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December 2, 09

NEWS / Division on Civil Rights Files Amicus Brief in Appellate Housing Case Involving Alleged Source-of-In

TRENTON – The Division on Civil Rights announced today that it filed an amicus brief in the Appellate Division on behalf of a woman who sued a Mercer County apartment complex charging unlawful source-of-income discrimination.

The woman, Denise Bell, is disabled, unemployed and receives rental help through the New Jersey State Rental Assistance Program. She sued Tower Management Services, doing business as Sunnybrae Apartments of Yardville, after Sunnybrae denied her rental application because she failed to meet the complex’s minimum income threshold of $28,000 per year.

A recipient of federal Social Security disability income as well as state rental assistance aid, Bell maintained that Sunnybrae’s strict income requirement violates the New Jersey Law Against Discrimination (LAD) because it denies housing to tenants, like Bell, whose incomes fall below the landlord’s threshold, but who can afford their reduced rental obligations once their state-provided rental vouchers are considered.

A Superior Court judge dismissed Bell’s lawsuit in 2008, finding that Sunnybrae’s decision to deny Bell’s application was lawful. The court also rejected Bell’s claim that Sunnybrae’s minimum income requirement had a disparate impact. Bell filed an appeal with the Appellate Division in March of this year.

The Division on Civil Rights’ amicus brief takes issue with the trial court ruling. The brief charges that having an inflexible minimum income requirement that fails to consider state-provided rental vouchers in determining an applicant’s ability to pay rent violates the LAD’s source-of-income provision. The brief also argues that Sunnybrae’s policy has a disparate impact on voucher holders, virtually all of whom would be excluded by the income requirement.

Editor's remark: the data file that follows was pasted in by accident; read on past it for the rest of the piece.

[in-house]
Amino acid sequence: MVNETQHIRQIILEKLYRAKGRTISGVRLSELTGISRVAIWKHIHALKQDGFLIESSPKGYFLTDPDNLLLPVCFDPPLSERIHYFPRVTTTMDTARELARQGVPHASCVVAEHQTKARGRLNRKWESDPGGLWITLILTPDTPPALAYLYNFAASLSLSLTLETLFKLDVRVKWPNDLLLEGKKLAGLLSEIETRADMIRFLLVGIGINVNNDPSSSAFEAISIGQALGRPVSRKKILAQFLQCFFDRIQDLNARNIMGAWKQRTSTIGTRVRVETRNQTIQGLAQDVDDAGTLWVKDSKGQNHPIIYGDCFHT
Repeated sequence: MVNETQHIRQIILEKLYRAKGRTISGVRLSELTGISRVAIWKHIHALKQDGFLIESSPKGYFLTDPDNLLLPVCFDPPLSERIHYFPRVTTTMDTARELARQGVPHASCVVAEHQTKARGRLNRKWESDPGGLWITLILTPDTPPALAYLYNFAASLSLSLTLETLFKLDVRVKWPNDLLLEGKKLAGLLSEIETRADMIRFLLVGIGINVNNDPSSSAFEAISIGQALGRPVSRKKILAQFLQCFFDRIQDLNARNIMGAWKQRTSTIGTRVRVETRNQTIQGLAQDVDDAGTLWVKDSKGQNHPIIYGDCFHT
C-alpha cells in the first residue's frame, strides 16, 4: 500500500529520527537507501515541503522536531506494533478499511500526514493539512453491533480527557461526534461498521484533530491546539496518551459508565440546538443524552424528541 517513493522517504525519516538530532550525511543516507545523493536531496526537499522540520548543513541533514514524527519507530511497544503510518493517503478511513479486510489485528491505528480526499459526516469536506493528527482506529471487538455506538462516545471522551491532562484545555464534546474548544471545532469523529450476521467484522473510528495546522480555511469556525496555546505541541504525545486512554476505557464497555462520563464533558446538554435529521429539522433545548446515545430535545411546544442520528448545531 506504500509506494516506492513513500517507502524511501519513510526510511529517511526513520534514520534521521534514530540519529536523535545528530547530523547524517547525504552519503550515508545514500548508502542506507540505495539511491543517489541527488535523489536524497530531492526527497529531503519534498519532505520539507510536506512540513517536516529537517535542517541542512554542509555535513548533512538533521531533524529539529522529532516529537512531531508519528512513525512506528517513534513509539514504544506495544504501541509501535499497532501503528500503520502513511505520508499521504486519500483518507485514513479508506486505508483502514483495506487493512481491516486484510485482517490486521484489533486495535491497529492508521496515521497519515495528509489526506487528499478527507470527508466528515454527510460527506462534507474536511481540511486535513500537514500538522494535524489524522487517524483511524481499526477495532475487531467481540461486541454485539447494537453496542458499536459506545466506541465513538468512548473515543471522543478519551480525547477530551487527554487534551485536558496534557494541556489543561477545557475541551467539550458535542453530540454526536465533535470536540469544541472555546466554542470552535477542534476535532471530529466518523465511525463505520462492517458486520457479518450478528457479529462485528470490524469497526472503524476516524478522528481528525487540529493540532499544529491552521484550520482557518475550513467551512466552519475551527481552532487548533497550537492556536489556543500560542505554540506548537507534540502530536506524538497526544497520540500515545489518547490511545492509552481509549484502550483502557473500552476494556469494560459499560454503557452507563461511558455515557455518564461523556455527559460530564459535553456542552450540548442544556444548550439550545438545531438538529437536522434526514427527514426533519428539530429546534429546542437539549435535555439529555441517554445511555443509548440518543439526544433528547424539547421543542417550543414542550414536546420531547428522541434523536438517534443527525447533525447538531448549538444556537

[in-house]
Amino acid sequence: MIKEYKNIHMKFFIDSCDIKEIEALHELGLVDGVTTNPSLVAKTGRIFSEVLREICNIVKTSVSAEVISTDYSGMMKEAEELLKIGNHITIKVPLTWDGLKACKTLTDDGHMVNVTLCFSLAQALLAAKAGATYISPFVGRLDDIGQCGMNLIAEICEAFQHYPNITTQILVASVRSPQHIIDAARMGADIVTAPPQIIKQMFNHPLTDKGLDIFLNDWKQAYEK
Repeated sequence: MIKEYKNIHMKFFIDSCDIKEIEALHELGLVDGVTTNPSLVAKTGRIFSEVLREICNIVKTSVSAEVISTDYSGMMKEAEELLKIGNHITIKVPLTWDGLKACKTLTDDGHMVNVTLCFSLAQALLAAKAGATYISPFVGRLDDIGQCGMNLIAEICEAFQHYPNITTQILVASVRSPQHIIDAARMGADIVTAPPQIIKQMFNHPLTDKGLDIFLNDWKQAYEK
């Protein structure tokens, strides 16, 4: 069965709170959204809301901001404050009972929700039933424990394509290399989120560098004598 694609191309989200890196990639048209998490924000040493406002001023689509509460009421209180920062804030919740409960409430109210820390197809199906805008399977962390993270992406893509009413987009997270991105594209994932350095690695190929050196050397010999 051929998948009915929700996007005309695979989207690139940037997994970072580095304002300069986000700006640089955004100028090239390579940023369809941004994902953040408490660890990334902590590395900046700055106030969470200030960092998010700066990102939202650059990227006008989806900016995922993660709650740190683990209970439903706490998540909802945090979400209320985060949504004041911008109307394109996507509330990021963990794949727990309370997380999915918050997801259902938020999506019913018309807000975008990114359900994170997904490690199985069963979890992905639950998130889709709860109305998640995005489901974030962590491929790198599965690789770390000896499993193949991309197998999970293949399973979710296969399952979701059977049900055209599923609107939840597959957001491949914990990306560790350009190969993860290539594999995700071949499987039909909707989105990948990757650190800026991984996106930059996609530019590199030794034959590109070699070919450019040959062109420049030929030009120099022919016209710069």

The brief contends that, “A liberal interpretation of the LAD dictates that, so long as prospective tenants can demonstrate that they have sufficient income to pay their individual portions of the rent not covered by their rental assistance vouchers, they should not be held to an income standard that bares no rational or reasonable relationship” to their ability to pay.

The brief asks the Appellate panel to determine that “a landlord should only consider a prospective tenant’s ability to pay his or her personal rental obligation. For example, if a rental voucher will cover 80 percent of a tenant’s rent, then the tenant need only show sufficient income to pay 20 percent of the rent.”

“There was no reason to deny (Denise Bell) the right to rent an available apartment,” the Division’s brief asserts, “since she had sufficient income to meet her personal rent obligation for that part of the rent not covered by voucher payments.”

The brief asks the Appellate panel to reverse the trial court’s dismissal of Bell’s lawsuit, and to remand the case for further proceedings.

Bell originally applied for an apartment at Sunnybrae in November 2005 and was rejected. She then requested a waiver of Sunnybrae’s minimum income requirement in December 2005 and that request was denied.

Bell filed her discrimination lawsuit on April 17, 2007. A Superior Court judge issued an oral opinion dismissing the complaint on December 12, 2008. Bell subsequently filed a motion for reconsideration of the ruling, which the judge denied on February 20 of this year. Bell then filed her appeal with the Appellate Division on March 24.

Deputy Attorney General Leland S. McGee and Assistant Attorney General Andrea M. Silkowitz are handling the Appellate Division amicus brief on behalf of the Division on Civil Rights.




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